First things first, apparently John Hurt is narrating. No David Attenborough. Now, I don’t know Hurt’s voice from Tom Waits’, but I’m willing to bet it cannot beat Attenborough’s. The only two voices that I think even come close are David Suzuki’s, and possibly Ken Watanabe’s (but that’s in a different category, obviously). Ever since, at least ten years ago, some random person on the phone complimented my voice, I’ve always toyed around with the idea of doing voice work for things – games? cartoons?. Like all of my random, entirely unbaked interests, I would have no idea of where to start. Are there courses? Should I learn to sing? Was that random person actually just losing their hearing and I actually sound like a mule on a megaphone?
Oh, and of course, I wish this BBC series would just exist on DVD already. Or perhaps just skip that step and move it directly into my brain.
Lyrics adapted from the poem by the same name by Arthur Rimbaud.
Yet another unexpected offering from deep within the undercity of my iPod. I have no idea how these songs get in here but I definitely like it when they come out.
I’ve recently been lamenting the shortage of albums I enjoy as a whole. New ones, that is. Perhaps I’ve just become more discerning (let’s call it picky) over the years, but it’s an exceedingly rare full-length release that I want to listen to in its entirety. (I am reminded of some piece of internettery involving Sufjan Stevens calling into question the validity of the album format given the changes to the way that music is distributed, purchased, and consumed, but alas, cannot find a link.) Veir’s album is lovely and folky and by turns happy, tragic, haunting, or peppy. Something about this tenth track made it pop out – maybe the mental image of swooning crows; their feathered bellies stuffed to bursting with viscera, emitting rough little sighs and falling back onto tiny fainting couches.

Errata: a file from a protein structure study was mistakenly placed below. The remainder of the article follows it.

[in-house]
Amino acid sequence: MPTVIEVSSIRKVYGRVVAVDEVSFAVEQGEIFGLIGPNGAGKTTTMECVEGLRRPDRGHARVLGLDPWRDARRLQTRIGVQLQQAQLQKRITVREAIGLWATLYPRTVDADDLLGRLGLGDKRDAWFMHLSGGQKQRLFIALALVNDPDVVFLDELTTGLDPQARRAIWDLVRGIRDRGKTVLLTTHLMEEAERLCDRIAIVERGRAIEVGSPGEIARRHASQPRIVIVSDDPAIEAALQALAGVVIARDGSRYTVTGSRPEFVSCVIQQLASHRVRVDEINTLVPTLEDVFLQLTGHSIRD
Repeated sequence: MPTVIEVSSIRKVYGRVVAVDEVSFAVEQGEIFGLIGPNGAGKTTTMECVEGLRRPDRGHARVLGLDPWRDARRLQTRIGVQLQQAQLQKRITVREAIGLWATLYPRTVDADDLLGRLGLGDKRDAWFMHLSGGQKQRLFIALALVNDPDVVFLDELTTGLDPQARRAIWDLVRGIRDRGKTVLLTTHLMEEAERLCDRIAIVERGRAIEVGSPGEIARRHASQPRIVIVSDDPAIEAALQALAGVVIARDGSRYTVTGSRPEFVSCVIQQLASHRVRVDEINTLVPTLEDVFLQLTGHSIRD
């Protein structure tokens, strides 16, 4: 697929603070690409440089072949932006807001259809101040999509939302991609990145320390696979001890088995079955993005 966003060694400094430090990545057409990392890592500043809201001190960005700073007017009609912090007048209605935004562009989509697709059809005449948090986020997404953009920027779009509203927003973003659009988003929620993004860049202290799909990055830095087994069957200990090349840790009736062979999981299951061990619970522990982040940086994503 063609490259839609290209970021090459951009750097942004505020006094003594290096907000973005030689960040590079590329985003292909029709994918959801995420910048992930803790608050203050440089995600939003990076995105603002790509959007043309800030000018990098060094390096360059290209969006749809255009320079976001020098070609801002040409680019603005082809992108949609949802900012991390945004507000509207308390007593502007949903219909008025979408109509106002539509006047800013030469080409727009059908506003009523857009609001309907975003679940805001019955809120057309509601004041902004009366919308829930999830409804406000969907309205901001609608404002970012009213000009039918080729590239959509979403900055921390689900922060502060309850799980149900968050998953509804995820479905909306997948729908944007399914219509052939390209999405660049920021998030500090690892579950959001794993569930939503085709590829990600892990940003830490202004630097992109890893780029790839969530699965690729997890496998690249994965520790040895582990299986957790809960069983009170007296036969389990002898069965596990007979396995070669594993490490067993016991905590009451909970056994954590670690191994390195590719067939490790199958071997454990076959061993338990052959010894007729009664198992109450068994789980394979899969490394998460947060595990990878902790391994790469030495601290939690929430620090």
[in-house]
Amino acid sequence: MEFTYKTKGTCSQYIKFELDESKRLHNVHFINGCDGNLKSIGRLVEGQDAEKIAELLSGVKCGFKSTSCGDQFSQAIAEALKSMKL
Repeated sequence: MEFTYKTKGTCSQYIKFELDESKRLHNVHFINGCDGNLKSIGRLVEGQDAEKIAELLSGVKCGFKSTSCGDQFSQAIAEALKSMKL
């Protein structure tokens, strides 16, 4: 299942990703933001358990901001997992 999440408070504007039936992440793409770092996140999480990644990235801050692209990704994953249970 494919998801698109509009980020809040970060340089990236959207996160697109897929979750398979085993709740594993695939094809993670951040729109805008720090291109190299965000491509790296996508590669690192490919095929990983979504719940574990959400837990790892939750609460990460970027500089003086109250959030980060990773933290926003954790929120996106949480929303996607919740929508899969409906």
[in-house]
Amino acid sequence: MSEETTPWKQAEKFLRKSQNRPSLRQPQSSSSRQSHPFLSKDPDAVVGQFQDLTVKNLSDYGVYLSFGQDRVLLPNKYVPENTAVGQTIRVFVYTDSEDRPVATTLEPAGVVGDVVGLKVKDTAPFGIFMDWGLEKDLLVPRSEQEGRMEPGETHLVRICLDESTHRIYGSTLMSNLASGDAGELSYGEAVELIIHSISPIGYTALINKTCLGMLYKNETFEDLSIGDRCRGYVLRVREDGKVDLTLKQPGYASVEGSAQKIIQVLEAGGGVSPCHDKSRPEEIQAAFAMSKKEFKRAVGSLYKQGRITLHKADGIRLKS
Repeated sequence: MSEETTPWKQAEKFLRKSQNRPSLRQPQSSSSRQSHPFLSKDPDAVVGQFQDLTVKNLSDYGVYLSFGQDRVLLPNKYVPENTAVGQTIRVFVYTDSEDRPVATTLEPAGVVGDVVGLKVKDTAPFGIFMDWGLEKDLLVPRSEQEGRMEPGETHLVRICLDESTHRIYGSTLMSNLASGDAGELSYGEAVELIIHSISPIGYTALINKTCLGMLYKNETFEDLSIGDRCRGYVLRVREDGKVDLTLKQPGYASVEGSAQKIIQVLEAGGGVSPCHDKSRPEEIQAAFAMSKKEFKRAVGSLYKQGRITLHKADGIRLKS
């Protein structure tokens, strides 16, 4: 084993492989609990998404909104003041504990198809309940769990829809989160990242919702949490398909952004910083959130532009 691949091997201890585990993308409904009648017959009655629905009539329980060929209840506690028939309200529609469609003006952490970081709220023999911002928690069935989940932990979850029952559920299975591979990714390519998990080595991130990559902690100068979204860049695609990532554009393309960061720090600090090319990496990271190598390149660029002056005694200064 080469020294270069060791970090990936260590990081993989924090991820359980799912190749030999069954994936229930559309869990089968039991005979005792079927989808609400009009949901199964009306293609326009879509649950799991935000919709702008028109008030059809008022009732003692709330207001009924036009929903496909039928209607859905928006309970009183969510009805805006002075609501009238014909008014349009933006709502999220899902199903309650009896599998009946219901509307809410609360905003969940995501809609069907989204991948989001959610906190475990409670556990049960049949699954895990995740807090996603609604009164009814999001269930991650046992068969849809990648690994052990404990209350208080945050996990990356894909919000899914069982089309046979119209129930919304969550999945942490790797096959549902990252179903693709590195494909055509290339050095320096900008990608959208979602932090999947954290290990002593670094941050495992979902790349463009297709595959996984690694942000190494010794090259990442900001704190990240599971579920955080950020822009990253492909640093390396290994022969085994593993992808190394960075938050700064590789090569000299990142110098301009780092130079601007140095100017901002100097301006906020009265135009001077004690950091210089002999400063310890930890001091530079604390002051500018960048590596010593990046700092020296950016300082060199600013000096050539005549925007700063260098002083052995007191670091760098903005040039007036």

Or, for those of you whose Cyrillic is a little rusty, “cool timelapse of antarctic expedition”. The generic trance music is not even remotely interesting, but I suppose you wouldn’t want it to even try to upstage the fascinating expedition hijinks that the video features; building a plane, building a pool, going fishing, penguins!
As a complete landlubber, and also as a guy, there’s something about the nautical that’s always held a lot of appeal. I think that in this video, that’s mostly the ship itself, with its industrial paint-job and countless inscrutable tanks and devices and hatches and cables; it feels as though it exists somewhere poorly defined in the middle of the last century. Or maybe that’s just my heavily stereotyped understanding of Russian technology. Regardless, I found the video compelling enough that the whole thing sort of just slid by – how does one earn a post on an antarctic expedition anyway?
One of the wonders of my superficially ridiculous music acquisition methods are the joys that random can work on my listening. My relationship with a shuffled playlist is strained at best and usually involves me cursing under my breath while hitting ‘skip’ repeatedly. But every now and then it turns up a gem, and this was one such.